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On the trail of the customer?


On the trail of the customer?

It goes without saying that one of the most critical tasks of a company is to tailor its offer to the wishes and needs of its customers. However, the theoretical, conceptual and operational difficulties associated with solving this task should not be underestimated. And at the same time it should not be overestimated how seriously and conscientiously and with what consistency this task is approached in companies.

The history of marketing goes hand in hand with the ongoing development of “market research”. Ideally, this is how companies find out what the customer wants. But how does it look real? In addition a fictional preparation:

Thursday in the last week of April. The big meeting to present the quarterly market research results is coming up. As always, the largest room is reserved in the executive board area. Two representatives (the majority of the participants are women) from the marketing departments of all major national companies are present. A total of almost 30 people are present.

The company’s head of marketing opens the session. He thanks for the fact that, despite the apparently tight schedule, all corporate divisions invited have sent representatives (he sticks to the masculine address) to today’s quarterly round of presentations. He does not yet know the results of the study, but is certain that it will become clear again that the company’s customers reacted positively to the new positioning he had developed (he joined the company six months ago), as they did in the last quarter. This has already been confirmed by discussions with colleagues from numerous company departments.

As he speaks, other female colleagues enter and colleagues the room. You sit down in an empty seat with an apologetic shrug. The head of marketing only nods casually and in no way irritated. Towards the end of his opening address, a younger gentleman enters the room. The blue suit is wrinkled. The collar of the white shirt was open, no tie. A rucksack hangs casually over the left shoulder. After hastily saying goodbye, he takes the mobile phone off his ear when the head of marketing speaks to him. He changes into English, greets the colleague almost amicably by his first name and expresses his understanding for the late arrival, as the air traffic from London is certainly to blame again.

The meeting will be held from this point on continued in English. The head of marketing hands over to the managing director of the market research institute. This lectures, based on almost one hundred Powerpoint charts, takes about 80 minutes. She is only interrupted by questions from the head of marketing, who wants to “emphasize” particularly clear evidence of the attractiveness of the new campaign.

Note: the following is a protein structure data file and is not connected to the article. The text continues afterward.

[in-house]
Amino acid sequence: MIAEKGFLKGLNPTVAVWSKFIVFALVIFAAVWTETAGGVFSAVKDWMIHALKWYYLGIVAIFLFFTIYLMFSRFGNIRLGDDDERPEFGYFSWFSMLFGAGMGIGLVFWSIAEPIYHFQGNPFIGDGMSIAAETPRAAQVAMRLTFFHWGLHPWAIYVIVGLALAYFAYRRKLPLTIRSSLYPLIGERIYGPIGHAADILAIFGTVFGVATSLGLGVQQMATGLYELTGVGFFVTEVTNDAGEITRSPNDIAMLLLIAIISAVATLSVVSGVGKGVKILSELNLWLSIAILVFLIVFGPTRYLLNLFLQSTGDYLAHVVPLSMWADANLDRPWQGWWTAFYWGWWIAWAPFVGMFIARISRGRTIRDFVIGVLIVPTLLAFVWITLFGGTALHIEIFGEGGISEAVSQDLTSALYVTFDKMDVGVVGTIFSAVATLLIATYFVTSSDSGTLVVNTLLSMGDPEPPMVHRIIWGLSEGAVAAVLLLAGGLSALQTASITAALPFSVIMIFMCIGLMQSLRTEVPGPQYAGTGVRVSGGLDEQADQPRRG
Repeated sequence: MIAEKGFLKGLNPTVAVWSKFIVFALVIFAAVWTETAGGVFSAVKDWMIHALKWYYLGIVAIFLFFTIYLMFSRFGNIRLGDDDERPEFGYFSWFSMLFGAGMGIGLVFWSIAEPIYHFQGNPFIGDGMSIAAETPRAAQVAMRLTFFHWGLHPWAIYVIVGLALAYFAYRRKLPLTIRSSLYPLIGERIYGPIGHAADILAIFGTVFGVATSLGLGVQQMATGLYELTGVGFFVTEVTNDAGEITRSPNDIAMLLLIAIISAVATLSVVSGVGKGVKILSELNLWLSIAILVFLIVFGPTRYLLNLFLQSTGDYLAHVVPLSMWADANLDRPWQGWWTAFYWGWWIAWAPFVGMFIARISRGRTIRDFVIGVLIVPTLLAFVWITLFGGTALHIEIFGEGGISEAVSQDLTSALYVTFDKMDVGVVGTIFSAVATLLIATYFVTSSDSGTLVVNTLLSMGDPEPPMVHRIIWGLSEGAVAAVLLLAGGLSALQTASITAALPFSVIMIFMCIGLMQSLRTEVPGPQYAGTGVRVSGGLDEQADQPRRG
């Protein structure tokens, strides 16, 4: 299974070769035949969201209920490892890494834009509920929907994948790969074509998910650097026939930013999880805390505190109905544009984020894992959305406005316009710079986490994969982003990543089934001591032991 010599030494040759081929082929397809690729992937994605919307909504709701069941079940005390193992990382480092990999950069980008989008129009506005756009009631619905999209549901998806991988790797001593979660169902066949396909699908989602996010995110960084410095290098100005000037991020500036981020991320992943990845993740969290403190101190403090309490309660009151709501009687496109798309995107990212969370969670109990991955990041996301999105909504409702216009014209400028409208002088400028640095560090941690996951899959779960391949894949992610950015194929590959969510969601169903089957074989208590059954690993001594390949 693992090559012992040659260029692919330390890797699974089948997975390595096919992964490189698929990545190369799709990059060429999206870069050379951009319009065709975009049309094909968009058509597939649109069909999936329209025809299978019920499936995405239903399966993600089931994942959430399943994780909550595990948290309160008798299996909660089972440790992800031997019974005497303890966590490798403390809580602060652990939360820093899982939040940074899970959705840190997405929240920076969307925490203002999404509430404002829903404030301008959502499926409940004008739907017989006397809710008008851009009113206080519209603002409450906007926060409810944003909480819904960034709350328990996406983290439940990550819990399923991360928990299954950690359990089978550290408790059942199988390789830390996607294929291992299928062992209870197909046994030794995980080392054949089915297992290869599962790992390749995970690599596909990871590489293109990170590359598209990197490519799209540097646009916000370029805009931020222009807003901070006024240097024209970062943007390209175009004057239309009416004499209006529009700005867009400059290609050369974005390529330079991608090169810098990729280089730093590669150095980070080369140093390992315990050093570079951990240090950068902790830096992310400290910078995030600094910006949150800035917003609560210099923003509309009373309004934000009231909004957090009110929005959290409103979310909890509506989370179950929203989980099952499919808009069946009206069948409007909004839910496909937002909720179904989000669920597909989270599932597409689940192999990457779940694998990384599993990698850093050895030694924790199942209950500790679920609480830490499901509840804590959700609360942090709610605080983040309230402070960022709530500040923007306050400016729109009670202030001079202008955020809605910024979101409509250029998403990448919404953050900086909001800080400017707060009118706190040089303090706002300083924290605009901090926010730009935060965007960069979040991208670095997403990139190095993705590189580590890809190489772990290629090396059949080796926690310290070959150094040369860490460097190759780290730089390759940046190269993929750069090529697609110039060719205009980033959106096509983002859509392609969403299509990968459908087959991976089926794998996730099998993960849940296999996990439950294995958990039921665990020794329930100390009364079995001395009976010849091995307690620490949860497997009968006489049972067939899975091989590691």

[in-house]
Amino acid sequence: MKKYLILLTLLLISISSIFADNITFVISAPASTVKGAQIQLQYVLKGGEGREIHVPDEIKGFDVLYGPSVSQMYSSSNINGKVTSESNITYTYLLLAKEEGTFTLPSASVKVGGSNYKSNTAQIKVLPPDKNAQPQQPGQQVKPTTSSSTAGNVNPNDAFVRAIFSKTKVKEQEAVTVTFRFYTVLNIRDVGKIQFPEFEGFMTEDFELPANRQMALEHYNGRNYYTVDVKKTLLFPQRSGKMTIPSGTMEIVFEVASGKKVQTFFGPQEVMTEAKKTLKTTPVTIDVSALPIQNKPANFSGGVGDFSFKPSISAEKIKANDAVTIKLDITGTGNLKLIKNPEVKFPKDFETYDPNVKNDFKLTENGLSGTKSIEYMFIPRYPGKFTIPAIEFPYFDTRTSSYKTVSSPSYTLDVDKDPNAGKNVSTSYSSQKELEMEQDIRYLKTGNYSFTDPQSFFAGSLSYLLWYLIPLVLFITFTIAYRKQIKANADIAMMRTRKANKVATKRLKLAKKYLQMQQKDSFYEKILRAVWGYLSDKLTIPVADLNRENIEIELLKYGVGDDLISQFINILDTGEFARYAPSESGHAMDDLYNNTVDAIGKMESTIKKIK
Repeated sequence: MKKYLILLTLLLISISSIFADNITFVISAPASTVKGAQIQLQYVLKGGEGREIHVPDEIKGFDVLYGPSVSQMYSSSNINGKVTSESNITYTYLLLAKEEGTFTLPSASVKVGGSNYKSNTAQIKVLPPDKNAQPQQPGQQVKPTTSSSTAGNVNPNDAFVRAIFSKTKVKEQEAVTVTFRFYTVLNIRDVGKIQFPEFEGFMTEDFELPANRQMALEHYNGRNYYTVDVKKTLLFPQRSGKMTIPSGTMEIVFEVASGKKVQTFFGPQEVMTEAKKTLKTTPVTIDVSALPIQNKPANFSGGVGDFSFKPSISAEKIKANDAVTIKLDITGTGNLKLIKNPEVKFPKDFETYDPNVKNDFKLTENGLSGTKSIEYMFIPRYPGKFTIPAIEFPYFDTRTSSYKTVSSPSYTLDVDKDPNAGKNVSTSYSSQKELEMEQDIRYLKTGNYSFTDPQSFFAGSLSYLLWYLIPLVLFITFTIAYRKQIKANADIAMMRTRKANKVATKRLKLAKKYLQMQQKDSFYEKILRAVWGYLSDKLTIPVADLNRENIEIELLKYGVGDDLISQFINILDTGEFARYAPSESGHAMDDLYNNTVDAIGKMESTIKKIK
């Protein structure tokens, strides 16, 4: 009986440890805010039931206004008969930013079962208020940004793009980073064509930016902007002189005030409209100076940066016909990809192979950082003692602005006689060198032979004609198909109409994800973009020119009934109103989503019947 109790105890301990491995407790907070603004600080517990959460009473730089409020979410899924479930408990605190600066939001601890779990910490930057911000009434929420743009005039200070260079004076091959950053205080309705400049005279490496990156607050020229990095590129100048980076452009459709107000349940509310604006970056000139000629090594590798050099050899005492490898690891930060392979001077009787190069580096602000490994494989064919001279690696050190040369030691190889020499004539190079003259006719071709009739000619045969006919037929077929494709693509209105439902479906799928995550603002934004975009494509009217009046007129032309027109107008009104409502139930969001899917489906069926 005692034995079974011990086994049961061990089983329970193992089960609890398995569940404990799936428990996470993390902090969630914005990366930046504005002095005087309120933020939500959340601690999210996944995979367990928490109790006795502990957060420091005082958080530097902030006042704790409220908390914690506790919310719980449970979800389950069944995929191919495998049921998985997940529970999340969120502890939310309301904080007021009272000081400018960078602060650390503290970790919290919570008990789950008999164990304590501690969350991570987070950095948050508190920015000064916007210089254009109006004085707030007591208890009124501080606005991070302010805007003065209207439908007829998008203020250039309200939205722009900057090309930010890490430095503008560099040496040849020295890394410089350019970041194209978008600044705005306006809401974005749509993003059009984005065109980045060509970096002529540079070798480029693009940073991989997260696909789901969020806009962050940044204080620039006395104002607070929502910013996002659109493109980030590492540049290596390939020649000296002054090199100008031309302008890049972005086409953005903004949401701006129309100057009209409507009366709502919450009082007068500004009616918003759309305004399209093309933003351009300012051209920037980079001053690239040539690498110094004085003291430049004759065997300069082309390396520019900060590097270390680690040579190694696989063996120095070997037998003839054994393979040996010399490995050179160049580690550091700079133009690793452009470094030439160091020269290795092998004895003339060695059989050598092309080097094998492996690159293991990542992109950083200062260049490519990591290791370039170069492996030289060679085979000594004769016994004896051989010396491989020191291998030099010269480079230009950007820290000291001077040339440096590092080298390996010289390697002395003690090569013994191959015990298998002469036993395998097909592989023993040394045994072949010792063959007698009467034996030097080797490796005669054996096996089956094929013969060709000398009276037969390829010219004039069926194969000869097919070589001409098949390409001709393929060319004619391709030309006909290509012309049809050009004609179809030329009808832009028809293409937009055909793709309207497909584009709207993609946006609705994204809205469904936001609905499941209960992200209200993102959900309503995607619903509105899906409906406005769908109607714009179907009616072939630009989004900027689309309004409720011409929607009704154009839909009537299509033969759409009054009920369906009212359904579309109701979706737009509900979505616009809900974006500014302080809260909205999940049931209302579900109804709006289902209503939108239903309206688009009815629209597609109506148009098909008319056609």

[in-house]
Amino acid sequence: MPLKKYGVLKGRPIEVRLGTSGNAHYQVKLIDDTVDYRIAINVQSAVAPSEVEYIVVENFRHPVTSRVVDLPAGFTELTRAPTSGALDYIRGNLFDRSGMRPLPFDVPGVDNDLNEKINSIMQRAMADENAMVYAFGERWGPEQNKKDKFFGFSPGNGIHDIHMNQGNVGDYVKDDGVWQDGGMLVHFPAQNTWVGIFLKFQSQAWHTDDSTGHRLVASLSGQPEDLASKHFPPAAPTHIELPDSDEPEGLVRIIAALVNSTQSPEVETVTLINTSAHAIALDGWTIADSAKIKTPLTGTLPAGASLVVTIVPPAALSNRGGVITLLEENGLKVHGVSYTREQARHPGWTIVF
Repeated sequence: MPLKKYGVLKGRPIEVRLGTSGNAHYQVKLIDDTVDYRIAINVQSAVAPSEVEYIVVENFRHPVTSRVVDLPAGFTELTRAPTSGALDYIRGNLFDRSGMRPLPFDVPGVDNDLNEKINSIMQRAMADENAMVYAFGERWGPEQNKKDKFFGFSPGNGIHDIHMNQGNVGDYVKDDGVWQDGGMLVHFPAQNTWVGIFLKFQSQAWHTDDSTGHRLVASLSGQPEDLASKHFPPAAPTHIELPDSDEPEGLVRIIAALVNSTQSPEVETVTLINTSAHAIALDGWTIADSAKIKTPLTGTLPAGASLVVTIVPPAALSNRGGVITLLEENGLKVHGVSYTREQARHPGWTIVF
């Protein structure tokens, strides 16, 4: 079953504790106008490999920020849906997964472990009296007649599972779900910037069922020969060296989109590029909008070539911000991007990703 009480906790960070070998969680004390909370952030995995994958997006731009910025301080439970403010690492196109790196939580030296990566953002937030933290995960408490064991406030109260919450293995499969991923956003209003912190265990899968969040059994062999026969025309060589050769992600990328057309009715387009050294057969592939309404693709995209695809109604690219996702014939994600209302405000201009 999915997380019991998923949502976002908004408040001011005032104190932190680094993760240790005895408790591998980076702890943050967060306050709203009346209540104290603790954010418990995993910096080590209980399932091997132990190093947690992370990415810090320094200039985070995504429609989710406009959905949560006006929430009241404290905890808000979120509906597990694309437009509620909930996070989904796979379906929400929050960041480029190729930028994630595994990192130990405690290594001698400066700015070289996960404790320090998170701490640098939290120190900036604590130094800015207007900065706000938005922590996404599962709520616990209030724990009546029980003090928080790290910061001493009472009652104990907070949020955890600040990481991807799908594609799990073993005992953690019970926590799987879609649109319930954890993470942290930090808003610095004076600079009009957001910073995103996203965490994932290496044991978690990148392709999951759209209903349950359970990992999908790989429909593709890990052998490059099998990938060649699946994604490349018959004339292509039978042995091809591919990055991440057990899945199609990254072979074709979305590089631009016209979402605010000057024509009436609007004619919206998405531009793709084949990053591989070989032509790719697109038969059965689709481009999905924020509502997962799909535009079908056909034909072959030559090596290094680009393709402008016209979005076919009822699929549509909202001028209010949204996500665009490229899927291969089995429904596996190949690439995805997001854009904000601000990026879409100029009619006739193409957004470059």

Otherwise there is a calm in the room, which brings back memories of previous experiences at school. “Concentrated calm” would be the wrong description. To this end, too many bilateral talks are being held with neighbors in a slowly increasing number. The processing of e-mails under the table also increases noticeably during the course of the presentation. The lack of comments does not indicate broad approval. Because the facial expressions and gestures of those present repeatedly document contradiction. The notepads laid out are not filled with notes or comments. They are filled with artistically differently demanding drawings, figures and caricatures.

The presentation comes with summarizing theses finished on five pages. In view of the stifling amount of data and representations shown, the accumulation of complex methodological notes and the mass of technical jargon, it is certainly not easy to understand that they actually reproduce the results of the previous charts in their relevant parts. But they are not discussed any further. Maybe also because the time seems to be too short. Several colleagues have already left the room during the final minutes of the presentation, this time with a shrug of shoulders at the watch.

Possible consequences of the presented data or theses are not discussed. All queries relate to more technical details. When is the presentation available on the marketing platform? When is the executive summary available for the superiors?

The “learnings” from the market research round summarizes the head of marketing with the theses that he had already presented in his introduction. He thanks everyone who took part and is looking forward to the next quarterly round. On Thursday in the last week of July. Then back on the track of the customer.

About the author: Prof. Dr. Jürgen Häusler is Chairman of Interbrand Central and Eastern Europe.

Read all of Jürgen Häusler’s columns.